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Vietnam Airlines to absorb budget carrier Jetstar

HA NOI — Low-cost airline Jetstar Pacific will merge with national flag carrier Vietnam Airlines in the near future, according to deputy head of the Civil Aviation Administration of Viet Nam (CAAV) Dinh Viet Thang. The move is considered the most feasible plan to save the carrier from bankruptcy. The Ministry of Finance and the Ministry of Transport have agreed to the move, which is awaiting approval from the Prime Minister, said Thang during a briefing at the Ministry of Transport late last week.

 

Passengers exit a Jetstar Pacific flight. Jetstar Pacific will merge with national carrier Vietnam Airlines to save the low-cost carrier from bankruptcy. — VNS Photo Doan Tung

Passengers exit a Jetstar Pacific flight. Jetstar Pacific will merge with national carrier Vietnam Airlines to save the low-cost carrier from bankruptcy. — VNS Photo Doan Tung

HA NOI — Low-cost airline Jetstar Pacific will merge with national flag carrier Vietnam Airlines in the near future, according to deputy head of the Civil Aviation Administration of Viet Nam (CAAV) Dinh Viet Thang.

The move is considered the most feasible plan to save the carrier from bankruptcy.

The Ministry of Finance and the Ministry of Transport have agreed to the move, which is awaiting approval from the Prime Minister, said Thang during a briefing at the Ministry of Transport late last week.

Thang said that Jetstar Pacific had been operated by the State Corporation for Investment and Capital (SCIC) for several years under a low-cost model but was now facing difficulties due to inefficient operation that had caused heavy losses. SCIC, which uses State capital to invest in business, is now the biggest shareholder in Jetstar Pacific.

Restructuring the company was essential, he said.

The Finance Ministry has kept the Prime Minister informed about the merger and participants at some recent Government meetings have outlined a number of different plans. The most effective plan was for the airline to transfer its capital to Vietnam Airlines, said Thang, adding that the timing of the merger would be decided by the Government.

Vietnam Airlines was the top carrier in the country with an 80 per cent market share, while Jetstar is second with about 17 per cent. Upon finalisation of the merger, Vietnam Airlines market share would increase to nearly 100 per cent, Thang said.

This would be the first merger in the country's history of aviation, he said.

He acknowledged that Vietnam Airlines would gain a monopoly in the local market with the merger but said that even without the merger, the State owned airline already had a lion's share of the market.

However, he affirmed that the merger was not bad for the domestic airline market because the Government and the Ministry of Transport would continue to expand the market by allowing more private airlines to compete. He added that Vietjet Air began operating this month.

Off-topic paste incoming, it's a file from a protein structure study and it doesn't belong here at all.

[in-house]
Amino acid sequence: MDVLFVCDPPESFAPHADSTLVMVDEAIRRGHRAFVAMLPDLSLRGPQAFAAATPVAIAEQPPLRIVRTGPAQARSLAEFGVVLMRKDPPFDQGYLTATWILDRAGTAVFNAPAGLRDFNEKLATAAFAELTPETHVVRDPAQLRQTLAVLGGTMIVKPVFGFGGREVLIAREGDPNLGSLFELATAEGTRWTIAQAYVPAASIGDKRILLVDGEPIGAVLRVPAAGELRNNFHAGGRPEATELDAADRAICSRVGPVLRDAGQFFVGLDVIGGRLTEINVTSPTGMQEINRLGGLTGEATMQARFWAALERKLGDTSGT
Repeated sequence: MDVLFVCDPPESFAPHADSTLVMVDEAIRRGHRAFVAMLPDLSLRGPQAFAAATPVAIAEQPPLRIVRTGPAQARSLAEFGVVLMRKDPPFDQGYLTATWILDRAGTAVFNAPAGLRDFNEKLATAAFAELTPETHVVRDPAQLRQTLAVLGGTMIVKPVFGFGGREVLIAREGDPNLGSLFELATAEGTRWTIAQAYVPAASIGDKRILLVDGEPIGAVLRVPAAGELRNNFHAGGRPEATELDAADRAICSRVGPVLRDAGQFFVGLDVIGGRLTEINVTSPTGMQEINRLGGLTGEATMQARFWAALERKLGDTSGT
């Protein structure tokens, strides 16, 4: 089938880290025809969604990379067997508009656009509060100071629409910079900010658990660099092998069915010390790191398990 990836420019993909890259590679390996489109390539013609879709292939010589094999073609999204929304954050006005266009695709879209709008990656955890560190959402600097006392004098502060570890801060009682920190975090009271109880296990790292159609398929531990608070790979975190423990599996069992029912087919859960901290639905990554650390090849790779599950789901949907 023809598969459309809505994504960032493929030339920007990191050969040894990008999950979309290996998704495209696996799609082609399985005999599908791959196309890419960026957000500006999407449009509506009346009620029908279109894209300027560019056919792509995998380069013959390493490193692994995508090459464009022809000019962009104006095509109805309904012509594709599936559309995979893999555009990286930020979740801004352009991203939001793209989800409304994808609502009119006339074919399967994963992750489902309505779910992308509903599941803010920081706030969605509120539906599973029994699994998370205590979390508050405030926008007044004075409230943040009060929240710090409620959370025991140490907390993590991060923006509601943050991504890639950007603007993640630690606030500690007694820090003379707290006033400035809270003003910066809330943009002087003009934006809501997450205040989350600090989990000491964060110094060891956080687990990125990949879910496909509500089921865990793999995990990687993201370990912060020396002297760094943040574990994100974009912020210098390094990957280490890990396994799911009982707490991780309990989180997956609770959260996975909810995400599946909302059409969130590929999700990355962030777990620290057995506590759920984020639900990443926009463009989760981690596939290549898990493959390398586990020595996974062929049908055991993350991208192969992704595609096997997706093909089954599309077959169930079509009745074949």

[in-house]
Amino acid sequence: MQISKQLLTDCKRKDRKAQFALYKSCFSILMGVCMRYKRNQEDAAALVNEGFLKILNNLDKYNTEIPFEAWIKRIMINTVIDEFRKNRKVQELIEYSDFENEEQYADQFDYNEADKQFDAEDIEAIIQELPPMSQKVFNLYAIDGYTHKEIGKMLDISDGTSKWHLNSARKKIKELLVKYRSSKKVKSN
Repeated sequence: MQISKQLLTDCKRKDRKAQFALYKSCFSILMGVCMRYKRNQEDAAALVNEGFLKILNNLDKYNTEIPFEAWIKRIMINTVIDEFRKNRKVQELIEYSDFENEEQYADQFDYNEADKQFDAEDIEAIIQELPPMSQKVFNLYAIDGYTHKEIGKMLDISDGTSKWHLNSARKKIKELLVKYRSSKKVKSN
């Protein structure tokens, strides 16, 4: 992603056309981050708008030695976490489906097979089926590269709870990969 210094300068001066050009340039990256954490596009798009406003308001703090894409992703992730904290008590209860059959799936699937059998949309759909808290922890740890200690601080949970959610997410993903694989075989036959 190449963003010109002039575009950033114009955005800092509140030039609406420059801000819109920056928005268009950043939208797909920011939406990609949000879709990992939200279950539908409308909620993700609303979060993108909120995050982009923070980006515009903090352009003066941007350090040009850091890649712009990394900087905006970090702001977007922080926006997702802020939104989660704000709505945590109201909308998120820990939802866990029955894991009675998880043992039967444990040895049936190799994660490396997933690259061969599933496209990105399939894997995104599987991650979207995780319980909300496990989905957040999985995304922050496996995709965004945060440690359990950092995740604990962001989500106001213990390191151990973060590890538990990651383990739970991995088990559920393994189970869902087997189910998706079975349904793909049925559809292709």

According to the Sai Gon Tiep Thi newspaper, Vietnam Airlines will have a 70 per cent stake in Pacific Airlines from the SCIC. Therefore, once taking over the 70 per cent of SCIC, Vietnam Airlines will hold a controlling stake in the budget airline.

Established in 2004, Pacific Airlines was founded by Saigontourist. Vietnam Airlines has an 86 per cent stake in the carrier. In 2007, Australian flag carrier Qantas acquired a 27 per cent stake in the carrier. Pacific Airlines changed its name to Jetstar Pacific and the remaining majority stake in Jestar Pacific was held by Vietnamese partners (SCIC and Saigontourist).

Fierce competition in the domestic aviation market has become a burning issue since 2008. Jetstar Pacific began applying different fare levels, some of which were lower than the ceiling levels charged by Vietnam Airlines. This forced Vietnam Airlines to change its pricing mechanism to compete with Jetstar Pacific.

Due to increased competition, airlines have been forced to lower fares despite rising fuel prices, resulting in their huge losses. Jetstar Pacific was reportedly taking on heavy losses, partly due to fuel hedging.

Losses even led to an investigation after which the former general manager of Jetstar Pacific, Luong Hoai Nam, was arrested while two foreign directors were prohibited to leave the country.

After that, SCIC, the largest shareholder, appointed Le Song Lai, then deputy general director of SCIC, to be the new general manager of Jetstar Pacific. However, Jetstar Pacific still incurred losses over the last year on domestic air routes.— VNS

Source: Vietnam News

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